10. lojo

    lojo New Member

    yep chippy john, never used a tusk tennon on site so see no real reason to teach it, however its a shame this old knowledge will be lost in a few generations, even if there is no practical reason to keep it alive

    Yes, chisel sharpening seems to be a dying art, cheap chisels will get a job done and almost seem disposable, just like saws

    agree with power tool thought, I am well kitted up, but often get stuck it without setting kit up.
  11. chip off the block

    chip off the block New Member

    tusk tenons were taught when i did my first year 8 years ago
  12. JackChippy

    JackChippy New Member

    Im doing a cource now and tusk tennons and pitching a roof are taught at my college but only to the students who are ahead in their work. But sharpening chisels is taught in the first week.
  13. paultingtong

    paultingtong New Member

    to be fair now days college is a peace of p i s s

    i started doing my plumbing and heating last year which i find easy to be fair i get bored very quick not enough of a challange now days i dont think

    and the other thing is when i first started college for joinery and carpentry yrs back now it was a 3year course now all the courses are only 2yrs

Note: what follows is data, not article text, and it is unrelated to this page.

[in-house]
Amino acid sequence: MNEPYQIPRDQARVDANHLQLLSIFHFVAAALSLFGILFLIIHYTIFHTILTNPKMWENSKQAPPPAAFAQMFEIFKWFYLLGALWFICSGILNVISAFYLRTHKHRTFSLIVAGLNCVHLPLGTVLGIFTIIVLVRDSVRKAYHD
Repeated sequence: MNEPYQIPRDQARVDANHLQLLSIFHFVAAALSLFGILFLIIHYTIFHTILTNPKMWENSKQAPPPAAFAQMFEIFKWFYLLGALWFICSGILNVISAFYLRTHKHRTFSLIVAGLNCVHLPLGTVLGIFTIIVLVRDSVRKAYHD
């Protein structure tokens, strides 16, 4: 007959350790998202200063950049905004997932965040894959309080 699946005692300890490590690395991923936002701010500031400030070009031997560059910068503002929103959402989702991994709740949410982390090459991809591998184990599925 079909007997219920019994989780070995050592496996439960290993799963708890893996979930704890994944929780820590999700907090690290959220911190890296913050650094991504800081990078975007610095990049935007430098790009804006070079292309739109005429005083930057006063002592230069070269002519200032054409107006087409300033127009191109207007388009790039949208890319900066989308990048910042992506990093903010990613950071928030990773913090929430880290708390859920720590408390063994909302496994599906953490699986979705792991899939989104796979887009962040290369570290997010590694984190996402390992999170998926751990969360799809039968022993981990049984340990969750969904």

i been doing joinery now for about 10yrs and i still learn new stuff every day which am sure everyone does i persnoly think 2yrs aint enough

    i rember when i left college i new jack **** well i thought i did like but then experince teaches you a lot
  14. Porkie

    Porkie New Member

    well, i've just finished my 1st year in basic carpentry and joinery.

    and what did i learn? absolutly nothing that will help me in the real world of carpentry and joinery!

    I started as a bench joiner at the same time and have learnt allsorts, and nothing i learnt at college is going to help me out. Guess the only thing i did learn which was on the first day, is how to sharpen a chisel!

    We had to make everything by hand and lets face it, not many people do or need to do that sort of thing anymore.....everyone uses machines or some sort of powertool. Don't get me wrong, its interesting to make various joints by hand but is it really worth it?!

    One good thing though. My misses bought me a set of marples Chisels to say well done! Ace

    Party on people :)
  15. murrmac

    murrmac Member

    One good thing though. My misses bought me a set of
    marples Chisels to say well done! Ace

    I would have expected a set of Japanese chisels, or at the very least a set of Two Cherries...
  16. Porkie

    Porkie New Member

    ......maybe when i actually know what i'm doing!
  17. leicsjoiner

    leicsjoiner New Member

    various joints by hand but is it really worth it?!

    Sure is. For one thing it helps you understand why you're doing whatever it is you're doing. The other thing is that knowing the old way can get you out of jail more times than you'd think.
  18. Porkie

    Porkie New Member

    unfortunately they forget to tell you why your making each type of joint.....they just gove you the worksheet and off you skoot and make it. its only been when i've asked that they explain

    i enjoy it lots just wish it was a little more indepth. Still, head back for my 2nd year in Sept :)